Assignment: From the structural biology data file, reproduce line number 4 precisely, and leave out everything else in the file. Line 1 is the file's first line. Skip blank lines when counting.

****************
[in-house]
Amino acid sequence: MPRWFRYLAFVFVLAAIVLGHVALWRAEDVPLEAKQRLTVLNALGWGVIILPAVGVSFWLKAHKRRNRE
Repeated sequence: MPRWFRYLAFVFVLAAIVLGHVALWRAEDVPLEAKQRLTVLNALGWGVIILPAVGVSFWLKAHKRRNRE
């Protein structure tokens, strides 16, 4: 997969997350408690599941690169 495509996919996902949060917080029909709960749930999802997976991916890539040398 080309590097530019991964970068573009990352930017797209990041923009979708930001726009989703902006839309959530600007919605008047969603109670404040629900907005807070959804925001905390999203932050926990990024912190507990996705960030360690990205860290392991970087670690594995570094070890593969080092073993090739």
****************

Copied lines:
């Protein structure tokens, strides 16, 4: 997969997350408690599941690169 495509996919996902949060917080029909709960749930999802997976991916890539040398 080309590097530019991964970068573009990352930017797209990041923009979708930001726009989703902006839309959530600007919605008047969603109670404040629900907005807070959804925001905390999203932050926990990024912190507990996705960030360690990205860290392991970087670690594995570094070890593969080092073993090739």